Law Schools and the Electorate
emaltz at CRAB.RUTGERS.EDU
Tue Oct 31 08:58:39 PST 2000
Whether a "sensible" person could see this Court as liberal depends on the
issues that are important to that person.
While most law professors focus heavily on the federalism cases, I suspect
the most important constitutional cases to most people from last term were the
school prayer case, the abortion case, and the Boy Scouts case. Two of those
decisions were clearly quite liberal in tone; while the third was clearly a
victory for conservative values (albeit based on doctrine developed by
liberals), I suspect that some people might still remember Romer and figure
that into their calculus on the Court's attitude toward gay rights.
At 06:08 PM 10/30/00 -0600, you wrote:
> Richard Dougherty asks:
>> if the people do think the Court is liberal, why do they think so?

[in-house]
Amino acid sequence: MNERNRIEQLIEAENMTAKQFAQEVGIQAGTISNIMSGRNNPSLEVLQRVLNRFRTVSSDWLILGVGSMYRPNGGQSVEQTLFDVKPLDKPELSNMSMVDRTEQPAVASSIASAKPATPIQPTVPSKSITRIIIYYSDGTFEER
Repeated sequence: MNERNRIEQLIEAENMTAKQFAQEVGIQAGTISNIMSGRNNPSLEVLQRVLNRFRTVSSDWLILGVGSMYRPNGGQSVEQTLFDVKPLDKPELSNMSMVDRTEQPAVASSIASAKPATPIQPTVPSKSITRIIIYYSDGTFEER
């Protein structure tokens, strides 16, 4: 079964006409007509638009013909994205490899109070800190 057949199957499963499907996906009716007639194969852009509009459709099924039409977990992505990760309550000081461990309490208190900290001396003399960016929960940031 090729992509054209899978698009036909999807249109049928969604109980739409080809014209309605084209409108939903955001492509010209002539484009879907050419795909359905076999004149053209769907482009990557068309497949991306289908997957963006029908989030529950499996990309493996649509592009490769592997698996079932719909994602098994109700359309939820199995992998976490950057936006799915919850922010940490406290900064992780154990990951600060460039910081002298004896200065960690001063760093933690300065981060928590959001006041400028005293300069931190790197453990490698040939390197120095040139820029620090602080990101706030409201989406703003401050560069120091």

> I think the answer would lie in a) abortion (which the Court continues to
> protect, with whatever limitations, against conservative assault and b)
> flagburning, which the Right continues to use as a sure-fire (pardon the
> crowd-pleaser as to how benighted liberals are in protecting rotten people.
> Another, extremely outside possibility, is that a lot of people are aware of
> the Supreme Court's continuing willingness to pre-empt state regulations
> in the absence of clear specification by Congress that it wishes to do so.
> Otherwise, I can't imagine how any sensible person could view the current
> Supreme Court as "liberal."
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